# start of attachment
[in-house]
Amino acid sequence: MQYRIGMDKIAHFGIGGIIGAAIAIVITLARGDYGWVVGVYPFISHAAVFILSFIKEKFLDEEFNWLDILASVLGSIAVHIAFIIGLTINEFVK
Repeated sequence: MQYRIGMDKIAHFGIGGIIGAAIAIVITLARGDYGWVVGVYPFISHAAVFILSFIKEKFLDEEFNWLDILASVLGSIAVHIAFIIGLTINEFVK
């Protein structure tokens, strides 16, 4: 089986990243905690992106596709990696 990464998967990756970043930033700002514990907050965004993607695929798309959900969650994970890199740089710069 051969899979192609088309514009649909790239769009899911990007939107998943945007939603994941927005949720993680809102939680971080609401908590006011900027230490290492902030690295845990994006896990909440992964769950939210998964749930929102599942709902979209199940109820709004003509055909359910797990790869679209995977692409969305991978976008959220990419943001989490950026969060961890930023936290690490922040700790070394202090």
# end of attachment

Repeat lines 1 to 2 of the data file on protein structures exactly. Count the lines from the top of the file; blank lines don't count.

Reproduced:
[in-house]
Amino acid sequence: MQYRIGMDKIAHFGIGGIIGAAIAIVITLARGDYGWVVGVYPFISHAAVFILSFIKEKFLDEEFNWLDILASVLGSIAVHIAFIIGLTINEFVK